The set of six piano pieces were composed between 1914 and 1917; four of the six then went on to be orchestrated and enjoy frequent outings on the concert platform. Each movement is a homage to a friend that Ravel lost in the First World War, and the overarching character of all six pieces is light, fresh and playful. So the question is: why are these pieces, named after a tomb and about the death of close friends, so… jolly?
The first thing to clear up is that the title of the set, Tombeau, is meant here in a sense of tribute rather than mourning. It’s easy to think of a tomb as something solemn or foreboding, but Ravel takes the opportunity to pay a stylistic as well as a personal tribute: he aimed to capture the essence of his departed friends through the lens of a baroque sound world. The titles of the pieces are all baroque – Prelude, Fugue, Forlane, Rigaudon, Menuet, Toccata – and so Ravel is paying tribute to a more general musical style as well as to the memory of his departed friends.
Away from the tomb, the piece is quintessentially Ravel – delicate shifting harmonies, crystal clear textures underpinned by real style and emotion. There is no sense of rumination, of darkness or foreboding, things you might expect for a piece about personal loss during a war, but in this work Ravel explores light and optimism rather than dwelling on the past. These pieces definitely look up to the sky rather than stand by a graveside with their heads hung low. When asked about the piece, Ravel reportedly said “The dead are sad enough, in their eternal silence,” perhaps suggesting that he was choosing to celebrate the lives of those he loved rather than wallow in their absence.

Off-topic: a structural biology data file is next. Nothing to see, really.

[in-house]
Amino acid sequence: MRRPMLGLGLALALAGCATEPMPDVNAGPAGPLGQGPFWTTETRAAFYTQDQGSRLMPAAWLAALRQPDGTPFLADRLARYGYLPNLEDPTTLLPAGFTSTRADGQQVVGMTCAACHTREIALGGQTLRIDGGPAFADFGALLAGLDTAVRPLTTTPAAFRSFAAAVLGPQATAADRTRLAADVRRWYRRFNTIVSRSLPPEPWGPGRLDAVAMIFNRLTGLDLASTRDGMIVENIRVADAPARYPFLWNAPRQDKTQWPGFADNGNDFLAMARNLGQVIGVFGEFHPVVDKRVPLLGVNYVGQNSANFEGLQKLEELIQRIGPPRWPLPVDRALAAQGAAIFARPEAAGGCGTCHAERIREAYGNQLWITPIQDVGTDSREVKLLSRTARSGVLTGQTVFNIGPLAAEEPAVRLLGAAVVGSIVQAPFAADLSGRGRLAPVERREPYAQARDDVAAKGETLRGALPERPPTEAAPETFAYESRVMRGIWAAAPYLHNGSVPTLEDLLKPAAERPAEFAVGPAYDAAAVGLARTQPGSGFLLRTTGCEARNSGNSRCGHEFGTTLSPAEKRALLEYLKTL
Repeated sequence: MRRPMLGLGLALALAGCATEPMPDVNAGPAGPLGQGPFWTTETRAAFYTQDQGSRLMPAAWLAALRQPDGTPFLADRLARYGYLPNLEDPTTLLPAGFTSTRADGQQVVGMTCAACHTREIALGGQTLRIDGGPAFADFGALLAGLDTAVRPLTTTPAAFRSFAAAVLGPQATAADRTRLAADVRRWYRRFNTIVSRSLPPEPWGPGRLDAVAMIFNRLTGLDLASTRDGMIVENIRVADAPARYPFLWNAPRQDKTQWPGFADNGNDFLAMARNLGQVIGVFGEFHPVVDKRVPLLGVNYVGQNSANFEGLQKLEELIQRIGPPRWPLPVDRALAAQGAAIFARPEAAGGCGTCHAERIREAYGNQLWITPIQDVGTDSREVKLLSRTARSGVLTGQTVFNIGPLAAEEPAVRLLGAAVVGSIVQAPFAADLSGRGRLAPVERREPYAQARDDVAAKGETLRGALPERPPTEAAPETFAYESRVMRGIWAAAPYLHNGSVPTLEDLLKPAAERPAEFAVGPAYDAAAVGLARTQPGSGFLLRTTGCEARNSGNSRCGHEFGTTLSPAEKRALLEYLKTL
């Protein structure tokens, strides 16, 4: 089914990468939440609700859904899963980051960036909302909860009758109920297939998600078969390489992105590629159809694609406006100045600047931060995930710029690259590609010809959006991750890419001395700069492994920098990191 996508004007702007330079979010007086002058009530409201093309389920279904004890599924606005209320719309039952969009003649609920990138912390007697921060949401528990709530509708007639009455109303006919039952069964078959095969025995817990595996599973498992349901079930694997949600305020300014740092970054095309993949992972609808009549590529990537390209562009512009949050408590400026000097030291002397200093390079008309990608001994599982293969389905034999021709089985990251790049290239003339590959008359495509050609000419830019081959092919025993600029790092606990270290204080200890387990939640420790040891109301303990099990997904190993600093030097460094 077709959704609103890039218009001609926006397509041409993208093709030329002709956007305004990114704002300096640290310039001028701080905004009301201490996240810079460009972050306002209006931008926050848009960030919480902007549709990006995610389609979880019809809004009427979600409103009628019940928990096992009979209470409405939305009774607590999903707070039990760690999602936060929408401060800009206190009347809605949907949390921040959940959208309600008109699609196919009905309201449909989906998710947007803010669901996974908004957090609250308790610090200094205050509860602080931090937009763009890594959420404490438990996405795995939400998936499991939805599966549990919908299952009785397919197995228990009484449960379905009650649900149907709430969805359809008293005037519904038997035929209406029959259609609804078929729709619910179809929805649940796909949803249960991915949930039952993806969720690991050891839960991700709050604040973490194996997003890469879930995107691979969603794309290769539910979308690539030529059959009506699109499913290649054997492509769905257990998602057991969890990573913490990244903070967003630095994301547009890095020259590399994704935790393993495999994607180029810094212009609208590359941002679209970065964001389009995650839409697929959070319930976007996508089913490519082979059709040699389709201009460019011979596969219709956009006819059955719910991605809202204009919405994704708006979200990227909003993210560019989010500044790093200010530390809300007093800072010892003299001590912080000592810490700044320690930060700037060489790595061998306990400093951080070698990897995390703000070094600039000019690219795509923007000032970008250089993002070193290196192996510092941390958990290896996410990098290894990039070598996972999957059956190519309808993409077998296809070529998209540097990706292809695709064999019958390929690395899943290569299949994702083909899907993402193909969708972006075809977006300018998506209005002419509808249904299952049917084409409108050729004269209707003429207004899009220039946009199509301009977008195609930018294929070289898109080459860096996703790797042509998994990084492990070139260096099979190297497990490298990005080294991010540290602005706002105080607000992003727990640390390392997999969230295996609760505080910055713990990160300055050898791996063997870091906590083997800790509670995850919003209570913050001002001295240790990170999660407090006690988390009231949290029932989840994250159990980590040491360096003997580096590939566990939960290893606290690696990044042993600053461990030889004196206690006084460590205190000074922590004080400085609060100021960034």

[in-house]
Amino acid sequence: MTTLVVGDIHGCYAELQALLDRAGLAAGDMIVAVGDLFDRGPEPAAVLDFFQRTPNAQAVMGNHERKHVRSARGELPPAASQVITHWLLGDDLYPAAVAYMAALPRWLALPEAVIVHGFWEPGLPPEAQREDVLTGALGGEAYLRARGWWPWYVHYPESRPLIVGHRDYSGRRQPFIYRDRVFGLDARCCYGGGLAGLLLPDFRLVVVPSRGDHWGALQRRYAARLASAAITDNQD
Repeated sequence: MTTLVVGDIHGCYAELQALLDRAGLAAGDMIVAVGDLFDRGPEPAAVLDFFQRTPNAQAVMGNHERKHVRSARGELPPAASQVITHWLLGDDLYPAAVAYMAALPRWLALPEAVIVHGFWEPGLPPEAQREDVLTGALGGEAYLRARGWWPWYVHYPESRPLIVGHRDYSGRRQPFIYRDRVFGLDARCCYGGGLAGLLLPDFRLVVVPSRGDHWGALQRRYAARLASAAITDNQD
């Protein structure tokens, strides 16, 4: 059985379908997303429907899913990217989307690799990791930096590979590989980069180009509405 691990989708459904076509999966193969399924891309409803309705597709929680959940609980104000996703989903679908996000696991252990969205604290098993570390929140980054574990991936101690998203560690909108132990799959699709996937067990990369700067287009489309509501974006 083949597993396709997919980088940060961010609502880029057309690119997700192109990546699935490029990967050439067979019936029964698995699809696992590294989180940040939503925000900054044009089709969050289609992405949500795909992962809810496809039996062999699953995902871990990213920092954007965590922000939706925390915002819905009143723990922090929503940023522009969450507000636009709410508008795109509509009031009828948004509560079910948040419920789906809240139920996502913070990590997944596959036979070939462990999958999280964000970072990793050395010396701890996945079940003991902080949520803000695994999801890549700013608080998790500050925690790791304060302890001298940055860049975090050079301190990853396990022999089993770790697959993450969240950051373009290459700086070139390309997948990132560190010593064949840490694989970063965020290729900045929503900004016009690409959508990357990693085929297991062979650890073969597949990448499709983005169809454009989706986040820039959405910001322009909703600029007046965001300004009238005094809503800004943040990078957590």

Stylistically, the music is far from a simple pastiche. In true Ravel style, he assimilates the baroque idiom and transforms it into his own language, something fresh, crisp and direct – but never without the feeling underneath. One of my favourite moments is in the Forlane, where little clashes (almost suspensions, but not quite) twinkle against each other before entering a strange harmonic cadence that only Ravel could come up with. You can hear this especially in the orchestral version, where each dissonance is brought out by the winds gently nudging against each other.
Coming in at about 25 minutes, Le Tombeau de Couperin comprises six little jewels of piano music, and appears on the surface to be a contradiction, a reminiscence of lost friends through joyful music. It is this juxtaposition, however, that gives the piece its sense of meaning: of course, there are moments where the music turns inwards and reflects, but the lightness of the piece belies a heartfelt tribute not only to Ravel’s absent friends, but to a historical genre of music, and both are done with a twinkle in the eye.
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